Celebration of the Basotho New Year

Photo: Free State Tourism

On the 4 August 2018, the Department of Sport, Arts, Culture and Recreation will be celebrating the Basotho New Year (Selemo sa Basotho), with the aim of giving way to the new life after the dry season, normally known as the winter season according to the Gregorian Calendar, relying on the position of the moon, the natural indicator of the season rotation.

The Basotho calendar commences after the last days of the winter season in August/Phato, known for blowing winds, clearing Mother Earth and refreshing grounds with showers of spring.

The Basotho people celebrate the beginning of the year with different rituals, e.g. Mokete wa lewa, where they celebrate after harvesting, to thank God and the ancestors for the food harvested.

Outreach programme aiming at awareness of the Basotho New Year celebration and services of the Department of Sport, Arts, Culture and Recreation will be led by the Basotho Cultural Village together with Provincial Museums, the Department of Agriculture, the House of Traditional Leaders and the Department of Education. It is scheduled as follows:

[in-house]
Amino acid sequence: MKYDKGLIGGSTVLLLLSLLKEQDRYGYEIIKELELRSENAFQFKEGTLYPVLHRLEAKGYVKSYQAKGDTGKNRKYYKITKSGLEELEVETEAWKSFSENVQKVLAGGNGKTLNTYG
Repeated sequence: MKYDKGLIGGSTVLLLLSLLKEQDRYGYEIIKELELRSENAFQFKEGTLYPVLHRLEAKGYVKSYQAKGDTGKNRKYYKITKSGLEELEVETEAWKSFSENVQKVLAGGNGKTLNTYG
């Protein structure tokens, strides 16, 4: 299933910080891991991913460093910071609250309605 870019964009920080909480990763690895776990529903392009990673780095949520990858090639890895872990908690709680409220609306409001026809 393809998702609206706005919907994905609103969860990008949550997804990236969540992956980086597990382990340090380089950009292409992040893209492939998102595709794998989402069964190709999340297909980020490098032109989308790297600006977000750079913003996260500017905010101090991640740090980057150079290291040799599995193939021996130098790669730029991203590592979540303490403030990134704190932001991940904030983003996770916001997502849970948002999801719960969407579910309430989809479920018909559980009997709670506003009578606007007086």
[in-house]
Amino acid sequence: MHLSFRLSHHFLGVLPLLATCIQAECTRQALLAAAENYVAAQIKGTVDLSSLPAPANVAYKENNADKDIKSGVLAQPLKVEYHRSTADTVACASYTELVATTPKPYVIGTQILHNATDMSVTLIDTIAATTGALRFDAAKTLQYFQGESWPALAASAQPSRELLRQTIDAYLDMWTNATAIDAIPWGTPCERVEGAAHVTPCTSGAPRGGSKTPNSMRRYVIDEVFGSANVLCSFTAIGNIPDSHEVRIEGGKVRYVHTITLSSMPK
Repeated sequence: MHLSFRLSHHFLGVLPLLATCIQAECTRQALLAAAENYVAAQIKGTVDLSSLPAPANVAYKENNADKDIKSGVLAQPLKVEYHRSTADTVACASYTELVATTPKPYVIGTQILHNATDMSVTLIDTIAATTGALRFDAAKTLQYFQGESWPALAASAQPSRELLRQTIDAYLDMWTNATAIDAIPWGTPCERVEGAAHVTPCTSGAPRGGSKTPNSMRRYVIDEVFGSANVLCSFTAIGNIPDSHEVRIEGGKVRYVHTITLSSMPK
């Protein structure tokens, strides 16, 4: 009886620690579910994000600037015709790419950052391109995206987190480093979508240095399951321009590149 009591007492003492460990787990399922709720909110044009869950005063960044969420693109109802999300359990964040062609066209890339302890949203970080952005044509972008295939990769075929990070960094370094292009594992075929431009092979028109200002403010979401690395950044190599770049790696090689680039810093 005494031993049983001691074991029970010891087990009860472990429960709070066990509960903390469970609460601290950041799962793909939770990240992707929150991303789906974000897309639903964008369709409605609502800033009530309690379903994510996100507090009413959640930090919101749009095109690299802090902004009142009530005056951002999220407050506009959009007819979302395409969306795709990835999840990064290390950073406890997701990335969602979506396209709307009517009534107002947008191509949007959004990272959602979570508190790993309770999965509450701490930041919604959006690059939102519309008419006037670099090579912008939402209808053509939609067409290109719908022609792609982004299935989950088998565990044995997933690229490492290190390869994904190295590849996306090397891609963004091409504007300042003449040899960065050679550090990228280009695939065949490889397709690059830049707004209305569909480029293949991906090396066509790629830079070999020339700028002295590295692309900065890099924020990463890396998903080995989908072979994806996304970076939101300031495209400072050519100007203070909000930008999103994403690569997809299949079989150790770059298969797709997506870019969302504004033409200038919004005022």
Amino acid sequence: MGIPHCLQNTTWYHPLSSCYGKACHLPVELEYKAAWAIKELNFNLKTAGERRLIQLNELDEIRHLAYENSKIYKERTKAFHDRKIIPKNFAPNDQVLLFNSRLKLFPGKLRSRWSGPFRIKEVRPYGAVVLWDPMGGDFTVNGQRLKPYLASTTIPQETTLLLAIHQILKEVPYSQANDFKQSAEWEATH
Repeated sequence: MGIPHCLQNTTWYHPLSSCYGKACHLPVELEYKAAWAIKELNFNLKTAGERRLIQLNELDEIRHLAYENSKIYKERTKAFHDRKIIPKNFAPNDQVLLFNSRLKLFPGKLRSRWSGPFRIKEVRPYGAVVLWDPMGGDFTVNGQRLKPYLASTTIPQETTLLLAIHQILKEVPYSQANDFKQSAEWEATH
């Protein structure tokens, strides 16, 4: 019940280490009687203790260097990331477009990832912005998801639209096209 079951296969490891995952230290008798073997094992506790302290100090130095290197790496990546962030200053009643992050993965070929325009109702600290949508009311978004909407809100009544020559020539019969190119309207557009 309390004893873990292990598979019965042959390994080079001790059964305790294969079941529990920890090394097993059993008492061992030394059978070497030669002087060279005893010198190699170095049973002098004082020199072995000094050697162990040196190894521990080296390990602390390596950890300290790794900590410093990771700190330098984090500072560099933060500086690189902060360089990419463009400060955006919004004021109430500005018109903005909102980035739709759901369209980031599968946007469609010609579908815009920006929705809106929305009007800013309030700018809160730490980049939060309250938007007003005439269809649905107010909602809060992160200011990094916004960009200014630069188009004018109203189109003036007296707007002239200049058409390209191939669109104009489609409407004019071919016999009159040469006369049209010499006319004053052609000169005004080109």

30 July 2018:  Fouriesburg & Clarens

31 July 2018:  Bethlehem & Kestell

01 August 2018: Harrismith

02 August 2018: Qwaqwa

On the day of the event, 04 August 2018, horses will be awaiting MEC Mathabo Leeto and her dignitaries and a grand march by the cultural groups to the venue, where the event will be hosted.

Approaching the museum, there will be unique craft exhibitions by local SMMEs, various museum services exhibitions by Provincial Museums, SANPARKS, the Department of Labour, the Department of Agriculture and other Institutions depicting their services to benefit the attendants of the event.

The opening of the official formal programme will be led by traditional healers performing their rituals to mark the African New Year, fields are ploughed, and the very first harvest is brought as an offering to “Tlatlamatjholo” – God.  Included in the programme will be presentations on traditional harvesting methods and performances by our cultural artists.

African cuisine and traditional food will be served to complete the celebration as a sign of good harvest and praying for the best in the coming year.